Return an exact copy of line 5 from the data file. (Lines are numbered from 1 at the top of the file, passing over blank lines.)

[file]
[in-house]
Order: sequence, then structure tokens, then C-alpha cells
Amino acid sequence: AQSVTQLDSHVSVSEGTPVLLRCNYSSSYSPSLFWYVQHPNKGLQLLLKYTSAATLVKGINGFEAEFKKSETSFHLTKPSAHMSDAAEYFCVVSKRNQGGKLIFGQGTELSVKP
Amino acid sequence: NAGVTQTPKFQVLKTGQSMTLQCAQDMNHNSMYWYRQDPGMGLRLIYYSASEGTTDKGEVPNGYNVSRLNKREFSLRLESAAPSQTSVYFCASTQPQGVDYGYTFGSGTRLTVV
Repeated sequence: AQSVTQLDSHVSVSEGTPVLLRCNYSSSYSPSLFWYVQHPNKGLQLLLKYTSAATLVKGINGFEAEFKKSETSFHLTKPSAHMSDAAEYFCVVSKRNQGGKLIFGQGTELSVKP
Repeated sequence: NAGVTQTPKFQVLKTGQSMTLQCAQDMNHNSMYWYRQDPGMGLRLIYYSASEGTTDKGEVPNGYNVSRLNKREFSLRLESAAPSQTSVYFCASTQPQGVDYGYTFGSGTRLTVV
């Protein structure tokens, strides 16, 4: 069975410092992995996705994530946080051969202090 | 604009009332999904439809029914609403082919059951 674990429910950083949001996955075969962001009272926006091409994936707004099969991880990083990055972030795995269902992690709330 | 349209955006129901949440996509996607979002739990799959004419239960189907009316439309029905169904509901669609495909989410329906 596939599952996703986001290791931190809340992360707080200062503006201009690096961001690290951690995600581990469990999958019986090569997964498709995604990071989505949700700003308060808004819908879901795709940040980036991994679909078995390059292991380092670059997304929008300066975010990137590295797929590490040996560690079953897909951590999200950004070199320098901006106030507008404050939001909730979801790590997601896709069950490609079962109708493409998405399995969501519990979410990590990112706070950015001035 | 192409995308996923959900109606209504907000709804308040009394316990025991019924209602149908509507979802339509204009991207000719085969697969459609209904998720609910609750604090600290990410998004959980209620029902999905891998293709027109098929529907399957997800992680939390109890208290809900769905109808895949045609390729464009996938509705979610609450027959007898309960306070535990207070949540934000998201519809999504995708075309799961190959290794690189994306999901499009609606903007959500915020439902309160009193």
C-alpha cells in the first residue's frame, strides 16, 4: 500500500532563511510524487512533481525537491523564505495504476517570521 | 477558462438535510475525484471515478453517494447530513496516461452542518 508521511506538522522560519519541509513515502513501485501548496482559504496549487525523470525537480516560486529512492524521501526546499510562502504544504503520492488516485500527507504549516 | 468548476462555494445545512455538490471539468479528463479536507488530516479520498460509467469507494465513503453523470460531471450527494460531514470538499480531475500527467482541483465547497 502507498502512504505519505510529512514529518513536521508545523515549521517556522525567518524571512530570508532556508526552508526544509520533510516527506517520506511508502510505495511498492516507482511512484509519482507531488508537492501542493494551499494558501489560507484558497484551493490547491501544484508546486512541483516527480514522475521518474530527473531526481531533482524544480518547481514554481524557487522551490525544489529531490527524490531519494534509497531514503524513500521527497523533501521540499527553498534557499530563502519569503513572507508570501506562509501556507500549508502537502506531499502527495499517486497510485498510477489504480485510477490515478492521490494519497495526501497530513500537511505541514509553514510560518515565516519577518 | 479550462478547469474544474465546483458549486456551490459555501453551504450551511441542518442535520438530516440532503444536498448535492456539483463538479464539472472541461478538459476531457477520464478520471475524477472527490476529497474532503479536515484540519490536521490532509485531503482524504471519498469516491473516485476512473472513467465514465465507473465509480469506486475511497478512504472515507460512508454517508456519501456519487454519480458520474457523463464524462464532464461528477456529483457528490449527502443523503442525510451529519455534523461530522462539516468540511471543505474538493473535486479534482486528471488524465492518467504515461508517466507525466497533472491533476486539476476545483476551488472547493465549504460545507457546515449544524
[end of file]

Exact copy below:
Repeated sequence: AQSVTQLDSHVSVSEGTPVLLRCNYSSSYSPSLFWYVQHPNKGLQLLLKYTSAATLVKGINGFEAEFKKSETSFHLTKPSAHMSDAAEYFCVVSKRNQGGKLIFGQGTELSVKP